The increasing complexity in IT is good news for IT service providers. They are in demand like never before as the trend moves towards Managed Services. But the question arises for classical resellers who want to develop into managed service providers: What do I focus on? And how do I convince my customers about the new services?
What business megaships took on board long ago, the SME fleet can no longer avoid so pluckily. Even small organizations have to upgrade their IT. But most cannot afford to buy the relevant systems directly and look after the IT themselves. So they are not interesting to classical resellers as potential clients. But this is where there is massive market potential worth billions. Managed service providers (MSPs) make first-class solutions affordable even for SMEs and thus generate ongoing and reliable revenues for themselves with veritable prospects for further upselling.It is clear from the most recent Datto study “Global State of the MSP” (June 2020) that the industry has already recognized this opportunity: 84% of those surveyed are convinced that now is the best time to set up as a universal link between clients and manufacturers.
MSPs are already recruiting more than half of their clients from medium-sized enterprises (companies with up to 150 employees) but are moving their future transactions above all to small and micro-businesses (89%). This is accompanied by an entrepreneurial spirit that is triggering existing system houses in particular. They are now asking about the focus areas on which they should specialize and the arguments that they should use for their sales teams. It goes without saying that time and again clients solidify their benefits on three familiar issues: Security, cost efficiency and reducing workload—ideally all combined with each other. Three sample service scenarios show how this move can be a success:
Virtually all software is now offered for use with time-limited licenses. And the various devices are full of diverse applications for any number of purposes. There are plenty of pitfalls here that can drive costs up quickly if you lose the overview. The keywords are: Resource management and IT compliance. Those who discover unused software in good time can prevent unnecessary investment in expensive licenses that at the end of the day would only worsen profitability rather than bring real benefit.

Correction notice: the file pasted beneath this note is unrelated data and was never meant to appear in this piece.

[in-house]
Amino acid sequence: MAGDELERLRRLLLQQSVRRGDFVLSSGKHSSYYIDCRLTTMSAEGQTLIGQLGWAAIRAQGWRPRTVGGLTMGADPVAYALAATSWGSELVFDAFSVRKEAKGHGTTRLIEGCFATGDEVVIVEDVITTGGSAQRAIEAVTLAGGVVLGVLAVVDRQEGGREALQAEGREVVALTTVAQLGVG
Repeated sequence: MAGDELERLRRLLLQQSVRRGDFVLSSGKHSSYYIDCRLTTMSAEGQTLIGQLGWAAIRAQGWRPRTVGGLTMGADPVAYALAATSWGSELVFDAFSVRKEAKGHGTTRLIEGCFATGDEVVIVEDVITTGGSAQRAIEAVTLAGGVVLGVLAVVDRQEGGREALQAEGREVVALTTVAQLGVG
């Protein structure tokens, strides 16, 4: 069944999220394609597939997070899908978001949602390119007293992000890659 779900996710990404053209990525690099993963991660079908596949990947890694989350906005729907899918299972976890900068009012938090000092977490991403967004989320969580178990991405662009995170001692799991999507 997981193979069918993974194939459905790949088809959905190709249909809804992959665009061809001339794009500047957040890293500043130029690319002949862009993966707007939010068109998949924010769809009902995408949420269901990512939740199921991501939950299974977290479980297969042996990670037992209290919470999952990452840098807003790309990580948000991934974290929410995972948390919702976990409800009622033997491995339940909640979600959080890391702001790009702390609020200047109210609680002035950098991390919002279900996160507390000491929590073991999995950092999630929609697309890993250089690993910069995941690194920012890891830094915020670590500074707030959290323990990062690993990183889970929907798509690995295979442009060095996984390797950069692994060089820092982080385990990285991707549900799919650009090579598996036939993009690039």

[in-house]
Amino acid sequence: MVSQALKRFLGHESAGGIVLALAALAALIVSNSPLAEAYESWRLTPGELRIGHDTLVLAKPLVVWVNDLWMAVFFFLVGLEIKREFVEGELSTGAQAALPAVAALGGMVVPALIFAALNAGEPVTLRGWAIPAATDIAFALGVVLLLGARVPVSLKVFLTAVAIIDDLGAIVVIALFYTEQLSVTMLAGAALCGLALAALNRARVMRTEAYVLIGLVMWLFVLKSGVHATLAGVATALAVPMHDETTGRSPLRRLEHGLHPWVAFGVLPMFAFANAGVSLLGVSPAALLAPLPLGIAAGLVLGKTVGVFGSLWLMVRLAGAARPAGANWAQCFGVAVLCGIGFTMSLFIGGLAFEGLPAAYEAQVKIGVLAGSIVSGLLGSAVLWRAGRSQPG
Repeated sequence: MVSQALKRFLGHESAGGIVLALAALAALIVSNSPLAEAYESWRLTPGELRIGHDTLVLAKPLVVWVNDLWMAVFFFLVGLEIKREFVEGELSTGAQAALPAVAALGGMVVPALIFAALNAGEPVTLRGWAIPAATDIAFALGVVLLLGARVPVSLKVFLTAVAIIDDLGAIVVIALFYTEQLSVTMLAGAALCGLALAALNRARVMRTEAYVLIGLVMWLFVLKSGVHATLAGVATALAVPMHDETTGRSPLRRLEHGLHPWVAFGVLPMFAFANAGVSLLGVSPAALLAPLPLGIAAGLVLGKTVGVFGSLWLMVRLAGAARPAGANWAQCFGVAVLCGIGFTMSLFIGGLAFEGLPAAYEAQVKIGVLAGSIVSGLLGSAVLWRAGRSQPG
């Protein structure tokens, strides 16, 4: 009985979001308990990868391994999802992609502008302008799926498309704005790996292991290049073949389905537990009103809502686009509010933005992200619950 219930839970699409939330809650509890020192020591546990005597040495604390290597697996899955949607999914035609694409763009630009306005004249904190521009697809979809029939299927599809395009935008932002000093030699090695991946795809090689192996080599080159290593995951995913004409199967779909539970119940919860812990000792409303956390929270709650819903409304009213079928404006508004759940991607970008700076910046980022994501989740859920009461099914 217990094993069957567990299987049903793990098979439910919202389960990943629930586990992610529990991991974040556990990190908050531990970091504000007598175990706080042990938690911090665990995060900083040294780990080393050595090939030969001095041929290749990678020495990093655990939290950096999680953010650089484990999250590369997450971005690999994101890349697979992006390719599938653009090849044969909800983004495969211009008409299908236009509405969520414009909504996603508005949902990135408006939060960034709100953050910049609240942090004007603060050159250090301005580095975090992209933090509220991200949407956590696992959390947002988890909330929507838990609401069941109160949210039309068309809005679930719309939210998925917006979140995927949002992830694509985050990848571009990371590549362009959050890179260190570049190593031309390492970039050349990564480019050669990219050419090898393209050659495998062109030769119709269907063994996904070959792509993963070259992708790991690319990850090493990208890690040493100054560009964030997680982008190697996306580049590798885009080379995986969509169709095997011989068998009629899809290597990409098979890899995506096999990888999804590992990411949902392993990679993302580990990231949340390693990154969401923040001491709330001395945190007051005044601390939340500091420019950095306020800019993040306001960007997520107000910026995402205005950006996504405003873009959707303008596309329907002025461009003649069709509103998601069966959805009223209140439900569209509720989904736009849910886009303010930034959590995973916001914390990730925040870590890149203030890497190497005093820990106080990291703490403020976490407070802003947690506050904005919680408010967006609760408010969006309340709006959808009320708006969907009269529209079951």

At the same time the right license management tool helps to minimize liability risks, hunts down out-of-date software without manufacturer support and skilfully avoids threatened license violations. Using powerful license management, managed service providers are now able to cleverly manage the clients’ software—no matter how extensive their IT structure is. There are immediately several advantages for the clients:
- On the one hand they no longer need to buy the right solution for themselves and do not have to apply time, human resources or expertise to operate it. In return for a comparatively small monthly fee, however, legal security and quality standards are ensured whereas the permanent inventory can lower the cost burden for licenses by up to 30%.
MDM and Patchmanagement